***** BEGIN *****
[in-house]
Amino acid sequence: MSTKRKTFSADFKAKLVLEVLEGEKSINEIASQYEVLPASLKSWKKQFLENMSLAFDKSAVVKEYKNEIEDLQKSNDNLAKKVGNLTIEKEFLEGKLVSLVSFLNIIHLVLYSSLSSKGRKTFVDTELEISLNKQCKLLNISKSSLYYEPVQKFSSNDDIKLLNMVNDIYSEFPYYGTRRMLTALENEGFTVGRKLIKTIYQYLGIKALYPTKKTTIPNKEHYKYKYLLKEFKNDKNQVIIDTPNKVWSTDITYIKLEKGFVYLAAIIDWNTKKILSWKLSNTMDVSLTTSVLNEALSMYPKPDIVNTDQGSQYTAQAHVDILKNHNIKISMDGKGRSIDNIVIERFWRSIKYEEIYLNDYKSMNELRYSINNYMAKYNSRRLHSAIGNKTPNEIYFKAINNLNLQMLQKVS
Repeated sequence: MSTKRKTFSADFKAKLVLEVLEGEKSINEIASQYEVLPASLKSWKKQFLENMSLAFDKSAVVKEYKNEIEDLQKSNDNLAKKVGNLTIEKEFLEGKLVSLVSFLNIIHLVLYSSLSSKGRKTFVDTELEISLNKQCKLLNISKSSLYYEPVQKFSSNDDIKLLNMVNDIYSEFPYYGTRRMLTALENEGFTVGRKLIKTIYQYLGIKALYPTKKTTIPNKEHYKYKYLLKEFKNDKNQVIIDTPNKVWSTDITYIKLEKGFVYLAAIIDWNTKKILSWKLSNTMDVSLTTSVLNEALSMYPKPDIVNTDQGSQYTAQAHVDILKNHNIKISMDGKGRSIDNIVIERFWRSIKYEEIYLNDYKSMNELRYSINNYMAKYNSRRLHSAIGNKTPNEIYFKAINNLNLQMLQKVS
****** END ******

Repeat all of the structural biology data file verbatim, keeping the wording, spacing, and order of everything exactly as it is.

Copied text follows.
[in-house]
Amino acid sequence: MSTKRKTFSADFKAKLVLEVLEGEKSINEIASQYEVLPASLKSWKKQFLENMSLAFDKSAVVKEYKNEIEDLQKSNDNLAKKVGNLTIEKEFLEGKLVSLVSFLNIIHLVLYSSLSSKGRKTFVDTELEISLNKQCKLLNISKSSLYYEPVQKFSSNDDIKLLNMVNDIYSEFPYYGTRRMLTALENEGFTVGRKLIKTIYQYLGIKALYPTKKTTIPNKEHYKYKYLLKEFKNDKNQVIIDTPNKVWSTDITYIKLEKGFVYLAAIIDWNTKKILSWKLSNTMDVSLTTSVLNEALSMYPKPDIVNTDQGSQYTAQAHVDILKNHNIKISMDGKGRSIDNIVIERFWRSIKYEEIYLNDYKSMNELRYSINNYMAKYNSRRLHSAIGNKTPNEIYFKAINNLNLQMLQKVS
Repeated sequence: MSTKRKTFSADFKAKLVLEVLEGEKSINEIASQYEVLPASLKSWKKQFLENMSLAFDKSAVVKEYKNEIEDLQKSNDNLAKKVGNLTIEKEFLEGKLVSLVSFLNIIHLVLYSSLSSKGRKTFVDTELEISLNKQCKLLNISKSSLYYEPVQKFSSNDDIKLLNMVNDIYSEFPYYGTRRMLTALENEGFTVGRKLIKTIYQYLGIKALYPTKKTTIPNKEHYKYKYLLKEFKNDKNQVIIDTPNKVWSTDITYIKLEKGFVYLAAIIDWNTKKILSWKLSNTMDVSLTTSVLNEALSMYPKPDIVNTDQGSQYTAQAHVDILKNHNIKISMDGKGRSIDNIVIERFWRSIKYEEIYLNDYKSMNELRYSINNYMAKYNSRRLHSAIGNKTPNEIYFKAINNLNLQMLQKVS